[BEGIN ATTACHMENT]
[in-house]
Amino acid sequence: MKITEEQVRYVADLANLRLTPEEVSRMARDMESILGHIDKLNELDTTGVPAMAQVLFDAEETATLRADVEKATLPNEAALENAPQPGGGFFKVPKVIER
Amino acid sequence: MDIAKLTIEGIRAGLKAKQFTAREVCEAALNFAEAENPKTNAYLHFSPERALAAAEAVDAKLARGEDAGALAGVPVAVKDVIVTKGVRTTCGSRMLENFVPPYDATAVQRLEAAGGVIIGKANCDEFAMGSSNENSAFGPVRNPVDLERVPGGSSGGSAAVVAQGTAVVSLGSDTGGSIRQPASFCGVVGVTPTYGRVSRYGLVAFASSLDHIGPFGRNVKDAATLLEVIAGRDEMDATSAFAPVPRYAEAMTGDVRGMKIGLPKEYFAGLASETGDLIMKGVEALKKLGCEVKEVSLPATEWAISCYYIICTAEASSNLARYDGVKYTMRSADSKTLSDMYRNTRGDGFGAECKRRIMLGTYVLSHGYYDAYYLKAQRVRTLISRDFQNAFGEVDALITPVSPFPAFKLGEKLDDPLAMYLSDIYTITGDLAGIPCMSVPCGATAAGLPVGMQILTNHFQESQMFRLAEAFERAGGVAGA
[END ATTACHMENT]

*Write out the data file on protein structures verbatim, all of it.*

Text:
[in-house]
Amino acid sequence: MKITEEQVRYVADLANLRLTPEEVSRMARDMESILGHIDKLNELDTTGVPAMAQVLFDAEETATLRADVEKATLPNEAALENAPQPGGGFFKVPKVIER
Amino acid sequence: MDIAKLTIEGIRAGLKAKQFTAREVCEAALNFAEAENPKTNAYLHFSPERALAAAEAVDAKLARGEDAGALAGVPVAVKDVIVTKGVRTTCGSRMLENFVPPYDATAVQRLEAAGGVIIGKANCDEFAMGSSNENSAFGPVRNPVDLERVPGGSSGGSAAVVAQGTAVVSLGSDTGGSIRQPASFCGVVGVTPTYGRVSRYGLVAFASSLDHIGPFGRNVKDAATLLEVIAGRDEMDATSAFAPVPRYAEAMTGDVRGMKIGLPKEYFAGLASETGDLIMKGVEALKKLGCEVKEVSLPATEWAISCYYIICTAEASSNLARYDGVKYTMRSADSKTLSDMYRNTRGDGFGAECKRRIMLGTYVLSHGYYDAYYLKAQRVRTLISRDFQNAFGEVDALITPVSPFPAFKLGEKLDDPLAMYLSDIYTITGDLAGIPCMSVPCGATAAGLPVGMQILTNHFQESQMFRLAEAFERAGGVAGA